There are no rules to spray paint art other than using spray paint as the primary medium. Many different techniques are employed to create interesting effects that would ordinarily take longer when using traditional methods and mediums. Some of these techniques will be detailed below. No training is needed to make spray paint art, as it is an art form mastered with practice and patience.
A History of Spray Paint Art
Spray painting developed in the 1940s as a more effective way of painting radiators. Later, the use of spray paint to create graffiti became common during the 1960s. Spray painting became prolific when a young boy known as Cornbread started spraying his name across walls in Philadelphia. This movement spread throughout the United States and into Europe. By the 1980s, spray painting as an art form became recognized as a legitimate modern craft.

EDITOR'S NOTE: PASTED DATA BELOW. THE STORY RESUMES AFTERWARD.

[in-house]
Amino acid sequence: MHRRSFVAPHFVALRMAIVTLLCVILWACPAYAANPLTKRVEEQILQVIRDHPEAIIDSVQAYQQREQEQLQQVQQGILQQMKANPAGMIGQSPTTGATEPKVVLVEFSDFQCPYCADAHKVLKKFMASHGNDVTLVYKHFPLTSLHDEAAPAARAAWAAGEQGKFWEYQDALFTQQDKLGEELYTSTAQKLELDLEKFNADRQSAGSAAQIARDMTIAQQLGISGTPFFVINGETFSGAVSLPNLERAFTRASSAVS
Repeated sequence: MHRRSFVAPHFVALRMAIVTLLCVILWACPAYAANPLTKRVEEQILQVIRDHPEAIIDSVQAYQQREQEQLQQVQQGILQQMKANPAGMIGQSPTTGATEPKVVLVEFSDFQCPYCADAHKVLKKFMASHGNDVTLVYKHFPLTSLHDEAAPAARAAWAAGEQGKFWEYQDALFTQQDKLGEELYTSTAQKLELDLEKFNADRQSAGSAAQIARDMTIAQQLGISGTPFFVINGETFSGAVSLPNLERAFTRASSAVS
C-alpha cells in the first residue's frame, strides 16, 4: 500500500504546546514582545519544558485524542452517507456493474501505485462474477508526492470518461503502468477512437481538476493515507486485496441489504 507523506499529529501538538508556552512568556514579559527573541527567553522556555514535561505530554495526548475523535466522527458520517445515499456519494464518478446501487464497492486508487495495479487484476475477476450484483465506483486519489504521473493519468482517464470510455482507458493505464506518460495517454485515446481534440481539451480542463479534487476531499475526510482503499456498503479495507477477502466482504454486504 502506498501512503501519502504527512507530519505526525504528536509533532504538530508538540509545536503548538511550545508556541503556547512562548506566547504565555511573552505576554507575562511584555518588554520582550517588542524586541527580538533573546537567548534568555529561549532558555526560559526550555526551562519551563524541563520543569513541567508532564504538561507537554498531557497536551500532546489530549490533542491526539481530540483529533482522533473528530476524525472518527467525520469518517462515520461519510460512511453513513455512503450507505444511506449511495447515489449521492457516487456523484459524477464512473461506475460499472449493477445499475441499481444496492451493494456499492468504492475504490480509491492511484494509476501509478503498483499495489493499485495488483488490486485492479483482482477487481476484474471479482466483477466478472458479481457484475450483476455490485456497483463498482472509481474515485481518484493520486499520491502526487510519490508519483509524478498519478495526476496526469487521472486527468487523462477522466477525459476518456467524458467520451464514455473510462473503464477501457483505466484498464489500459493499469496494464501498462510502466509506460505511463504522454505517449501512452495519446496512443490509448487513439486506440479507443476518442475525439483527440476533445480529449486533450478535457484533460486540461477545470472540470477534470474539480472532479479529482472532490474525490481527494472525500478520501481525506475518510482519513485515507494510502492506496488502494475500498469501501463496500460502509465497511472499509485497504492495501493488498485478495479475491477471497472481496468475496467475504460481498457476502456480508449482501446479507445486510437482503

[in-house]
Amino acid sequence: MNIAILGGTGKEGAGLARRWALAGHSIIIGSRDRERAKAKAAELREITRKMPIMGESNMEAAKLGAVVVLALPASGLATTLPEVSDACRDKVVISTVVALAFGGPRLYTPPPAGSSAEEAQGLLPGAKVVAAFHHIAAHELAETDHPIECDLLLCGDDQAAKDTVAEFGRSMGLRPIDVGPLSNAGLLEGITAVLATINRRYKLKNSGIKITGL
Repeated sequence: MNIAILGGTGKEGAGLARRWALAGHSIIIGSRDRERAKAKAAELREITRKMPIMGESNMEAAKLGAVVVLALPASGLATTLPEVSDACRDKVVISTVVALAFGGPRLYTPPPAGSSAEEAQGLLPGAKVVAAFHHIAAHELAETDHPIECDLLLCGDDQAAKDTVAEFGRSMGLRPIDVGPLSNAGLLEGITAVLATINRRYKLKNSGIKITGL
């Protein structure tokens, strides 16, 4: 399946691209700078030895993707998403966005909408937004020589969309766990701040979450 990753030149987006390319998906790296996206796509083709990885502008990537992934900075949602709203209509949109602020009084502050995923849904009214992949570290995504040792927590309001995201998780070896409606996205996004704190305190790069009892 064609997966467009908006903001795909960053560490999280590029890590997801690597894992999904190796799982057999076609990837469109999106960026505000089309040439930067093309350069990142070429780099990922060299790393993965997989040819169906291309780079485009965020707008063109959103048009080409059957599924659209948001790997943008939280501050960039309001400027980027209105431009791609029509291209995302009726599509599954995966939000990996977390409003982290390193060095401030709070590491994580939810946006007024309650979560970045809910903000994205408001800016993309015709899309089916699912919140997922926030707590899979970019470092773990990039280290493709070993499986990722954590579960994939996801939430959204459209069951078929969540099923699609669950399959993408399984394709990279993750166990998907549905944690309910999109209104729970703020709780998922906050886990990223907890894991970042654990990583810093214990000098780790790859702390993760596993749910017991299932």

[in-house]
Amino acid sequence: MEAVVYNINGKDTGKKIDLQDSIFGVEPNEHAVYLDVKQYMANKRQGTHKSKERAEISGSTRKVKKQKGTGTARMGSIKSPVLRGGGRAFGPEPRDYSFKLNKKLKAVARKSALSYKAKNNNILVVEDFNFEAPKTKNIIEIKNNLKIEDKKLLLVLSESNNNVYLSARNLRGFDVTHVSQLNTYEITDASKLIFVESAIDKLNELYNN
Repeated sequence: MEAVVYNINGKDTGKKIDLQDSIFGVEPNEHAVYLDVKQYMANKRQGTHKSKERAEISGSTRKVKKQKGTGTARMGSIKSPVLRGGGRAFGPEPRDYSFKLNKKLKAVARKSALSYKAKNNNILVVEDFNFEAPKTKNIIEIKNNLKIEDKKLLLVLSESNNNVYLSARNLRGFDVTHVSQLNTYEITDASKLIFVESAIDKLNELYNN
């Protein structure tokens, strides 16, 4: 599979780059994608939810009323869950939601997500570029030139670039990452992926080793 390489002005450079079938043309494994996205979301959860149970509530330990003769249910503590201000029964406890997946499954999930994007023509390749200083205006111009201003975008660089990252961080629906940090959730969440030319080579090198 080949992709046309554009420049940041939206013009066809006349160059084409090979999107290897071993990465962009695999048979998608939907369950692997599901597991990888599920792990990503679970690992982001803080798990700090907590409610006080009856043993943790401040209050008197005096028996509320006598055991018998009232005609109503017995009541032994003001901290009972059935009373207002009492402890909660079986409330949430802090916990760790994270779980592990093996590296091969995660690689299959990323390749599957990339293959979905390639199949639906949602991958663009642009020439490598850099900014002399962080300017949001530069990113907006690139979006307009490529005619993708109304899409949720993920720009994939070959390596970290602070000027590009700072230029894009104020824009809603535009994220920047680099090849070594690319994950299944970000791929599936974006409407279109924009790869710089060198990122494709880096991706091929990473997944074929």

Accordingly, spray painting as an art form is said to have originated during the 1980s in Mexico City with the works of an artist by the name of Ruben “Sadot” Fernandez. He characteristically created his artworks in front of audiences on the street. After some time, he started using spray paint as his primary medium, for which he became most well known.
It is from this founder that spray paint art derives its other name, “Sadotgrafia”, although it is also known as “Aerosolgrafia”.
What You Will Need for Spray Paint Art
There are several supplies that you will need to create your spray paint art. Some items are essential, while others are dependent on the type and scale of your artwork and the type of surface on which you are painting. In summary, here is a quick list: